COVID-altered life in Michigan continues to reveal the inadequacy of many of our state’s social policies and safety net systems, and a new report from the Michigan League for Public Policy (MLPP) demonstrates how Michigan’s Unemployment Insurance policies are falling short in providing an adequate and effective safety net for unemployed workers. The Michigan Legislature must address these shortcomings rather than chip away at UI protections as it did last week.
Unemployment Insurance (UI) has been a lifeline for laid-off workers since 1935. And while our state and our workers have gone through a lot since then, nothing can compare to the personal and professional challenges that have come with the COVID-19 pandemic. Over the past 14 months, during which many workers could not work or collect a paycheck due to an unprecedented and unforeseen pandemic, UI was as important as ever in preventing workers and their families from experiencing severe financial hardship — and all of Michigan’s UI program’s shortcomings were laid bare.
Due to the intensity of the crisis, federal money was provided to states to boost their UI programs to address the intense and long-term hardship to come. One of these boosts was Pandemic Extended Unemployment Compensation, which pays for states to provide 13 additional weeks of UI to workers who exhausted their 26 weeks of basic benefits.
However, there was a problem: In 2011, in a shortsighted move, the Republican-led Michigan Legislature and Gov. Rick Snyder reduced the state’s maximum duration of UI benefits from the standard 26 weeks to 20 weeks and was therefore ineligible to receive the federal money. The Legislature scrambled to temporarily raise the maximum back to 26 weeks so their unemployed constituents could receive the federal help.
The pandemic also pulled back the curtain on the many workers who deserve to have UI protection but do not receive it in Michigan, including lower-paid workers, part-time workers and independent contractors (and those wrongly classified as such).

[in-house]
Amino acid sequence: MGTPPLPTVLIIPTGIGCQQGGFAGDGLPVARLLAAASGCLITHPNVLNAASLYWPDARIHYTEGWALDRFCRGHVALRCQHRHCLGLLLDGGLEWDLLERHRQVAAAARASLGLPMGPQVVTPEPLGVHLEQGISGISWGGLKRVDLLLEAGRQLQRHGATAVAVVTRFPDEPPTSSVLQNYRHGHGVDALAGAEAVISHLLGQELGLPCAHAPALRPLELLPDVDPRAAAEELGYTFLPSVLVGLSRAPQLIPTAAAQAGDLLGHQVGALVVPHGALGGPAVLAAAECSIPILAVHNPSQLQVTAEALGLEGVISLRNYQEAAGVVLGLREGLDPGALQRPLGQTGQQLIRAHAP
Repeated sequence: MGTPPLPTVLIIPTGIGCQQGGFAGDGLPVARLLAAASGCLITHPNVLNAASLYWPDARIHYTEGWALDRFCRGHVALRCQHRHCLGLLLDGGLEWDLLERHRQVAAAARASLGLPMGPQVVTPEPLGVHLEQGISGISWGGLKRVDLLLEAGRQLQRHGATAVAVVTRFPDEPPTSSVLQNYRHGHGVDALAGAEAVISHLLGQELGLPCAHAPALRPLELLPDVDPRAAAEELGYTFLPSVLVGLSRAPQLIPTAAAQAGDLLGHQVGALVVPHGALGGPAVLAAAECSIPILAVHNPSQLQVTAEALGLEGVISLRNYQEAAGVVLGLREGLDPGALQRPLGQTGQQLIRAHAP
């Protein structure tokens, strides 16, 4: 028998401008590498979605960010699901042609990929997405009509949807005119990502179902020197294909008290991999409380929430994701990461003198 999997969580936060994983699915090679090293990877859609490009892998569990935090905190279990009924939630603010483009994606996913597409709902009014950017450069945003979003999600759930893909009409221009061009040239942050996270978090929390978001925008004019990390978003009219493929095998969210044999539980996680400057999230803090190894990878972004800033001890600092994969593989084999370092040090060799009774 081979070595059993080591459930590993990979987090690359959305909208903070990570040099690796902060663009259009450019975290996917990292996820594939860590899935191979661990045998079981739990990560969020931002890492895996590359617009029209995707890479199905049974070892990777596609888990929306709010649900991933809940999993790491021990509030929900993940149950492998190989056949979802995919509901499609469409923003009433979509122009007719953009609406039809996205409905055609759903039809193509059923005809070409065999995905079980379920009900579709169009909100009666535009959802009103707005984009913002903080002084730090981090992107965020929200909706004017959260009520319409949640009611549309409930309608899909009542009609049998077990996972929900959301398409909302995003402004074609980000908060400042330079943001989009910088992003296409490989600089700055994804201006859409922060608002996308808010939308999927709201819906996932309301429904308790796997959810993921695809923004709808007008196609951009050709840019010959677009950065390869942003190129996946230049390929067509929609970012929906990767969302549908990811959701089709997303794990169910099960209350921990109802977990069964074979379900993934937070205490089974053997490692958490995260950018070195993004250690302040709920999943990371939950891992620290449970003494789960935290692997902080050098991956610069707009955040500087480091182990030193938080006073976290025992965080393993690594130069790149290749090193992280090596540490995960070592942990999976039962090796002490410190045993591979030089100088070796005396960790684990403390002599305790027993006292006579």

Such workers have been covered by federal Pandemic Unemployment Assistance (PUA). One year ago as the pandemic and uncertainty raged, there were more than 1.8 million workers covered by PUA compared to just under 1.1 million workers receiving regular UI, while today, with more people going back to work, there are 295,000 workers receiving PUA and 136,000 receiving regular UI.
These numbers demonstrate the need for Michigan to broaden its eligibility; unless legislators pass Senate Bill 445, these workers will lose their unemployment protections.
Michigan has also let the maximum benefit for regular UI languish at $362 per week, where it has been since 2002. This current amount is equal to only 33% of the average weekly wage, and when adjusted for inflation, that is equal to only $249 in 2002 dollars. The League’s report also compared several UI indicators for Michigan to eight other states in the Midwest, and shows that we have the worst system in the region. Compared to our neighbors:
- Michigan pays the lowest maximum benefit in the Midwest, both as a numerical figure and as a percentage of the average weekly wage.
- Michigan has the lowest UI coverage in the Midwest, covering just 72% of unemployed workers.
- Michigan provides the fewest weeks of UI benefits;
- Michigan has the highest wage eligibility requirements for UI coverage.
- Michigan spends far less on UI per unemployed worker than most other Midwestern states.
- Michigan’s maximum benefit will not prevent a family from falling into poverty, nor does it pay enough to make rent affordable.
To help remedy these weaknesses and make Michigan’s Unemployment Insurance policies more effective in adequately responding to the needs of unemployed workers, the League’s report recommends the following changes:
- Restore the maximum length of time workers can receive UI to 26 weeks
- Base the maximum benefit on the average weekly wage
- Lower the earnings requirements so more lower-paid workers can be covered
- Raise recipients’ weekly benefit amount
- Expand eligibility to more workers
- Raise the dependent allowance from $6 to $20 per dependent
- Prevent employees from being misclassified as contract workers and hence left out of coverage
- More explicitly require employers to report tips as wages to help ensure tipped employees are covered by UI if laid off
More than 20 bills that include all of these policy recommendations and other important UI reforms currently sit before the Michigan Legislature.
Unfortunately, these bills to address the real needs of Michigan’s unemployed workers languish while some elected officials instead base policy decisions on the false myth that UI is too generous, as the House did by taking away federal UI enhancements last week.
We hope common sense and compassion will prevail and that the Legislature will instead make changes to better support our workers and their families and get Michigan’s Unemployment Insurance system on par with our Midwest peers.